Apr 23, 2020

Modern SCADA Systems Address a Variety of Challenges for Utilities

Utilities look for solutions that balance ease of use with advanced features. 

The Ignition SCADA system by Inductive Automation helps the City of Lynchburg in Virginia quickly and easily design applications.

When he was SCADA manager for the City of Lynchburg in Virginia, Jason Hamlin was in search of the “Goldilocks” of SCADA systems. He needed a particular system that balanced ease of use with advanced features in order to quickly and easily design applications for the city.

“A powerful system that will do whatever you want can be exceptionally hard to work with,” says Hamlin, who went on to work for Corso Systems and InstruLogic. “Another system may be easy to use with drag-and-drop capabilities but also be extremely limiting.” 

Dee Brown, principal at Brown Engineers in Little Rock, Arkansas, faced similar challenges. He needed a powerful system that offered a wide range of tools and could be implemented quickly. Since staff at different utilities may use multiple software programs to manage their operations, Brown also needed a platform that could standardize their tools and data-tracking in one place.  

Combining Power with Ease of Use

To manage their projects, both Brown and Hamlin required a SCADA system that was fast and easy-to-use to meet their deliverables. They chose the modern SCADA system Ignition by Inductive Automation.

“(Ignition) is very easy to pick up and learn if you know nothing about it,” Hamlin says. “It also has a near unlimited amount of power once you want to dig in and dive deeper.” While users can start with drag-and-drop capabilities, they can also use expression language, SQL queries, Python scripting and build custom Java modules, he says. 

“It was a tremendous help because all the tools are there,” Brown adds. “It helps us in training to be able to standardize.”

Dee Brown
Dee Brown

Using a modern SCADA system has also allowed Brown to more quickly utilize historical data through data trending. By utilizing SQL databases, a modern SCADA system makes it easier to integrate into existing MES and ERP systems, allowing data to flow seamlessly through an entire organization. Historical data can also be logged in a SQL database.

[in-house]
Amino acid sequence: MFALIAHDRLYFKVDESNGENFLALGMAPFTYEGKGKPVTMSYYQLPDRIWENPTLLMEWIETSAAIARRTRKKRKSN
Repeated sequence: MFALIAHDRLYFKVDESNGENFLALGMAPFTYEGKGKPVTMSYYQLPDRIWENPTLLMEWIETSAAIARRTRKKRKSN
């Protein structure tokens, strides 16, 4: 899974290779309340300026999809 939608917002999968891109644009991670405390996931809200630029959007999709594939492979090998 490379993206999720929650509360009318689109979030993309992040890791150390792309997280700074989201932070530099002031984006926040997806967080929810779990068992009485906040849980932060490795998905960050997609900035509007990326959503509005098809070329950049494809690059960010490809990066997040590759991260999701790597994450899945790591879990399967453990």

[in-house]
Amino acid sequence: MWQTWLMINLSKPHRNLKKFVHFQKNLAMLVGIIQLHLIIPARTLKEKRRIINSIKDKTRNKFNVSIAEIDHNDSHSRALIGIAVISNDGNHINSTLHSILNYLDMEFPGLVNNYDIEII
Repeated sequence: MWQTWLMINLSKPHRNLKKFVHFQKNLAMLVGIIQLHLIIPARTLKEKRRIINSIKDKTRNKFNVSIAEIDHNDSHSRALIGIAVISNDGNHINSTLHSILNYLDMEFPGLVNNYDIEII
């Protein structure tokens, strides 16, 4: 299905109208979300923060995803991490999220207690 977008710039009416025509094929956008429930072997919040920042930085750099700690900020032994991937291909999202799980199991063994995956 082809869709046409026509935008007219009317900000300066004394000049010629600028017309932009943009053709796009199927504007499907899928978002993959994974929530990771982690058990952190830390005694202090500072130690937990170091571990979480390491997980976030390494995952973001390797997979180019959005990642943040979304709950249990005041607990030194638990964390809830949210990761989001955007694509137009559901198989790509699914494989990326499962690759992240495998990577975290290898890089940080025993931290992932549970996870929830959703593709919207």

The ability to integrate historical data gets a strong reaction, Brown says. “The ability to display real-time trending and retrieve data from historical databases is extremely fast. We get a lot of wows over that,” he says. “People can visibly see and feel the difference in their day-to-day job.”

Benefits of a Web-Based Application 

Since traditional SCADA systems use proprietary technology to handle data, older technologies can create headaches for staff needing to upgrade or patch their system, according to Hamlin. HMI/SCADA software systems may cause issues such as individually installed clients, limited and proprietary connectivity, decentralized maintenance and limited security options. 

“If you have to go from Windows XP to Windows 7, it’s a nightmare because you need all-new licensing, and you have to handle the conversion and everything that goes along with it,” he says. 

A web-deployed solution can be easier and quicker to install. Because it does not require users to install a driver, the system can be set up on a local or computer network, and it can be launched to any device with a web browser. 

Brown says he started working with Ignition over a decade ago “because of its ease of use and the ability to really set up communications and begin using it very, very quickly.” 

Jason Hamlin
Jason Hamlin

Hamlin and his team at the City of Lynchburg were able to use their SCADA system to launch the first real-time public alerting system in the state of Virginia in half the allotted project time, which was two months. Hamlin says he was able to design a functioning prototype in a single day, and the project was completed in a month. 

Ignition also enabled Hamlin to complete a control room migration in early 2020 in under a week. 

“We had a full SCADA migration from one set of monitors to a new wall of bigger monitors in a remodeled control room in four days,” says Hamlin, who served as the senior systems engineer at Corso Systems during the project. “I was switching hardware, switching computers, but there was never a time I couldn’t handle what the customer needed.” 

Brown says the software’s versatility makes it easy to work with for his mechanical, electrical and automation firm. “If the question is, ‘Can Ignition do this?’ the answer is always yes,” Brown says. “The ability to pull data, to open databases for storing information, graphics, alarming – it’s all there.”

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